You’re Not in Kansas Anymore


Lobby of Kansas City Hotel Phillips and Fountain Plaza adjacent to hotel, ID’d by Ryan Mahoney

It has been an interesting few days corresponding with Steve Anderson, a “research fellow”, with the Oklahoma Council of Public Affairs.  It began with his comment in response to my Friday post Shooting Fish in a Tank by which I detailed my critique of the ten “facts” he had found using the OCPA’s school finance data tool and wrote about the week before on their website.  Here is his comment:

April 15, 2017 at 12:13 pm Steve Anderson says:

I would love to debate you on these items in a public format because I see your understanding of sources and uses of fund is not very developed and the public really should know the full story behind these items. There was not enough time or room to fully develop the issues with those items and a good debate would be very informative to listeners. I believe OCPA will make time available on their radio show for a good exchange of information. Will look forward to your response. Steve Anderson

On Sat, Apr 15, 2017 at 2:19 PM, Gary Watts wrote:

Mr. Anderson,

Thank you for your comment.  I would be delighted to discuss matters related to school finance in Oklahoma with you in a public or private setting.  I reside in Tulsa.

Gary Watts

On Apr 15, 2017, at 15:40, Steven Anderson wrote:

I will see if Trent will give us air time.  You and I can call in.   Are you one of the signees on Sands Springs Financial statements in the past—I believe someone said you were CFO?  I ask because if so are you aware you probably have GASB violations and hence SEC violations if any bonds were issued under your tenure.  If not we can discuss the issue on the radio but if so I would not want to put you at legal risk.  Having been through a SEC claim of financial fraud for a state that occurred in 2008 and was just being prosecuted when a new administration came in and asked me to serve as state comptroller to address the issues I can tell you that they named every signatory and it took two years to get it resolved in a way that removed their personal liability—$50,000 per issue===but amounted to a guilty plea since it was actually a misreporting of pension risk.   Sand Spring’s Financial more than likely has the same issue since prior to the last two years no school in Oklahoma had TMK a fully GASB compliant financial.  All it takes to institute a investigation is a bond holder complaint.  I would not want to put you in that position.

I look forward to the opportunity to let the general public know a lot that they currently do not know about school financing including all the things that GASB requires that the schools tend to ignore.  I am sure you will bring some interesting detail to the counter argument.  Will have OCPA contact you and thank you for accepting the debate.  Every other school finance officer or administrator has either refused to respond or backed out.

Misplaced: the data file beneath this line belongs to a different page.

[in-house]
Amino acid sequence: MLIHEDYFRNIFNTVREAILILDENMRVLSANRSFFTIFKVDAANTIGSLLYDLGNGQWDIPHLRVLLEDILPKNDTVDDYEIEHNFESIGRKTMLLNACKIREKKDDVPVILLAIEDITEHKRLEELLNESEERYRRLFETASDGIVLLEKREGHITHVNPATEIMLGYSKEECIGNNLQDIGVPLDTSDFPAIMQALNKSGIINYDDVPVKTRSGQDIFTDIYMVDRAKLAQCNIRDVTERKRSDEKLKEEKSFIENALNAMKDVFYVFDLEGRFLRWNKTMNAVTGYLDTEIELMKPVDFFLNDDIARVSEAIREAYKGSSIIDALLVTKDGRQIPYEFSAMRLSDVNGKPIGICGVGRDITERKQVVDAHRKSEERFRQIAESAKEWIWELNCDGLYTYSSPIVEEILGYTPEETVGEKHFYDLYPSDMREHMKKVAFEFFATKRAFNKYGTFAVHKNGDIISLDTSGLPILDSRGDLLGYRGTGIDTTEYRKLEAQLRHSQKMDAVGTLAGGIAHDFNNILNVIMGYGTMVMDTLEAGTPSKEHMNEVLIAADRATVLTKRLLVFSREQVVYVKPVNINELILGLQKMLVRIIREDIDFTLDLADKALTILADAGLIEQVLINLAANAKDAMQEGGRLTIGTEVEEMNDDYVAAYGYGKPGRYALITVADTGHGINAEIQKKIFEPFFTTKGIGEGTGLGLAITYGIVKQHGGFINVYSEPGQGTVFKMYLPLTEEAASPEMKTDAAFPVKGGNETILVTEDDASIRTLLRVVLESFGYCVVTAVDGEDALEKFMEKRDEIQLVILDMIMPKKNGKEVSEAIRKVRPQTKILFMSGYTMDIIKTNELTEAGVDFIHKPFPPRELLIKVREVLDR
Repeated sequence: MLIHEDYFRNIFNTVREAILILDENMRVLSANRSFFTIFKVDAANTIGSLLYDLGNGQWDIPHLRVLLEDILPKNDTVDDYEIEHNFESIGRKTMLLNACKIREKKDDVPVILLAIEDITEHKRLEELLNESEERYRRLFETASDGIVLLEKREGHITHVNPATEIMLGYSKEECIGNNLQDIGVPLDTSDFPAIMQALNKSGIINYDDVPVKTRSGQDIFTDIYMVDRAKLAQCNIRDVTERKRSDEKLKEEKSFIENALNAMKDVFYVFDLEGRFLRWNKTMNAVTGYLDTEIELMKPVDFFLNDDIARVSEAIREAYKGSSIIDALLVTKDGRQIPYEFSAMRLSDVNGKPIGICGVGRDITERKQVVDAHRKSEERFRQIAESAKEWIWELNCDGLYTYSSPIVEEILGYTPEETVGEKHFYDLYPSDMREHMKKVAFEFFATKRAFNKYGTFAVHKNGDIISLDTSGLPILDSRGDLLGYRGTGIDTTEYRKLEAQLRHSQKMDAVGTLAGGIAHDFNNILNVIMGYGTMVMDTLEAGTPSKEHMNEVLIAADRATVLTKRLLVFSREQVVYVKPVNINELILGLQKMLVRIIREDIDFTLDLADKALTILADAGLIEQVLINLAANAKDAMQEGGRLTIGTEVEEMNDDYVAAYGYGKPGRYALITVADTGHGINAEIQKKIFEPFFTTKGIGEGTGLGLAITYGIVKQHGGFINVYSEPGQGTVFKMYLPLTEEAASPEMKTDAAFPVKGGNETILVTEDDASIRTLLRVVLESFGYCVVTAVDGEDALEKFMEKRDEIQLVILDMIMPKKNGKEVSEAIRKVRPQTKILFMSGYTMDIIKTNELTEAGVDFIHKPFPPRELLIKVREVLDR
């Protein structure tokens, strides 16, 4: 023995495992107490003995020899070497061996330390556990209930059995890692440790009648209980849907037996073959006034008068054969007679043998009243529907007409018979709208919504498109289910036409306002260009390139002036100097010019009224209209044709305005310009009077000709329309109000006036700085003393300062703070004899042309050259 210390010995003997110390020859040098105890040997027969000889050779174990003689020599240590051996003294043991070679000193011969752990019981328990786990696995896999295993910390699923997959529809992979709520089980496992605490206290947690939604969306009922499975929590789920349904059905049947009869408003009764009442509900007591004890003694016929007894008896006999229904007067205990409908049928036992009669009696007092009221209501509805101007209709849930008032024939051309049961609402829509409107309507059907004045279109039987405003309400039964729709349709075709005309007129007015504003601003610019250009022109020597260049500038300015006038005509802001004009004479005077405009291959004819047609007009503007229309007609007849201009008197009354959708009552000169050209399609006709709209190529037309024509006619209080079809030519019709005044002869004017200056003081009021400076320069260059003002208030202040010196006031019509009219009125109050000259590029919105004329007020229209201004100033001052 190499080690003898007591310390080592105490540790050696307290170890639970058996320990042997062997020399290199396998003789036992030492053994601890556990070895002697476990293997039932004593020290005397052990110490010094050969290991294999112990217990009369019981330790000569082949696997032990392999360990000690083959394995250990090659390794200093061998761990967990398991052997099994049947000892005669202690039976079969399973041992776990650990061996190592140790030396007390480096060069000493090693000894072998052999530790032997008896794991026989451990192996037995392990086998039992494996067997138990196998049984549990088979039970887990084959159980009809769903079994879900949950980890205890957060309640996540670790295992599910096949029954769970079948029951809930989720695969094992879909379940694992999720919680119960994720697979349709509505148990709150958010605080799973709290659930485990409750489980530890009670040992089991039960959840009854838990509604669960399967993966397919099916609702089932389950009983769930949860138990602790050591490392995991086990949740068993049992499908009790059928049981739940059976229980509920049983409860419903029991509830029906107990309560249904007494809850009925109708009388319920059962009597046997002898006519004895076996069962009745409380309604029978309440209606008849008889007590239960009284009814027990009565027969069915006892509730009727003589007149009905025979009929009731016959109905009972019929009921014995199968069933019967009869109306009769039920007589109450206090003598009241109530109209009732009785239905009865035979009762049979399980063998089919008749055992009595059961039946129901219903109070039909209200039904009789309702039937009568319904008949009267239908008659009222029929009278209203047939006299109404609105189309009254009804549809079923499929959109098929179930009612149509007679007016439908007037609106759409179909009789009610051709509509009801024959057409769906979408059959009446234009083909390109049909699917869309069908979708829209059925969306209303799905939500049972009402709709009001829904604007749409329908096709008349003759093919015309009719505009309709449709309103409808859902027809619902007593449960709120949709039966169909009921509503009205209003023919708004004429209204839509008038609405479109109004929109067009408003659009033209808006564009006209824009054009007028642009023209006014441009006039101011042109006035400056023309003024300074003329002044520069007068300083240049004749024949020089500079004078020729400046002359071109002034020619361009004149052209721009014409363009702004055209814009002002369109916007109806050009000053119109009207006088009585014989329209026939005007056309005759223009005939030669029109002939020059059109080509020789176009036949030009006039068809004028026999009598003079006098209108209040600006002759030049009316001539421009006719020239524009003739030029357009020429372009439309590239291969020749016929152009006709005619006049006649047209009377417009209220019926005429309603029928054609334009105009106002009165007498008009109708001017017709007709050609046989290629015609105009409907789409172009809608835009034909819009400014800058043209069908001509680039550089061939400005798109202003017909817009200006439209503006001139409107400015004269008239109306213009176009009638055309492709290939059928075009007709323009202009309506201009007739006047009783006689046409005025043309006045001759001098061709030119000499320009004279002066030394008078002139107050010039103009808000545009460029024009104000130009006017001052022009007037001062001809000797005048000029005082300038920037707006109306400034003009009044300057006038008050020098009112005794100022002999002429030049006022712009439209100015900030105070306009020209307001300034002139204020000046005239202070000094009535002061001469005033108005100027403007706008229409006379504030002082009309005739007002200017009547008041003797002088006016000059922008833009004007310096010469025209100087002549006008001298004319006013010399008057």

On Sat, Apr 15, 2017 at 4:19 PM, Gary Watts wrote:

Yes, I was CFO at Sand Springs.  I look forward to our discussion. You seem very welcoming.

Apr 16 at 7:29 AM, Steven Anderson wrote:

My second major was math philosophy so as you can guess my interest is just the best outcome, I am a certified teacher with the intent of making that my ‘retirement’ job fairly soon and from a long line of educators so I am not anti public education.  We will avoid the bonding discussion other than there is a much better way to do it that lowers property tax rates while not having a lot of idle funds and hence the arbitrage issues.  Will have Trent contact you directly

Apr 16 at 8:39 AM, Gary Watts wrote:

I would enjoy having our discussion in person and don’t mind visiting OKC with enough advance notice–my wife is addicted to the Full Circle Bookstore.  Otherwise the telephone is fine.  My phones are 9187431410 and 9183130558.  Bond discussion is fine; my instinct is also that there is a much better way to do it.  Arbitrage in such a low interest environment seems a waste of time anyhow.  

So that is where our correspondence stood on Easter morning less than 24 hours after it began.  Notice that he has made no statement that refutes anything I said in my post about his ten facts, and I assumed that we would hear his rebuttal when we had our debate/discussion.  However, while not offering any rebuttal, notice what he does offer is a slight disparagement of my statements (“your understanding…is not very developed”) without any explanation, and a very clear effort to intimidate me by alleging I am guilty of acts that bear a $50,000 penalty, but not to worry because he won’t tell, still other school officials have always backed out after hearing this.  Wow.  Of course he also throws in that he really wants to help public education and that his family has lots of teachers—can’t tell you how many times I’ve heard other statements like that in recent years, you know “You can’t think I’m against public education because some of my family are educators.”

I did do a little quick due diligence and decided to call his bluff and bluster.  Which meant I went ahead and posted yesterday Miserables Love Company which was a critique of his most recent OCPA post “A Teacher Recruitment Tool for School Administrators”.  Of course I emailed the post to him and here is his response and my replies:

Apr 18 at 11:03 AM, Steven Anderson wrote:

After reading this piece of trash—I am guessing you were not aware that I did the original design on the very successful OPERS conversion and that you support stealing people’s retirement funding ala OTRS—I do not want to give you any mouthpiece at all.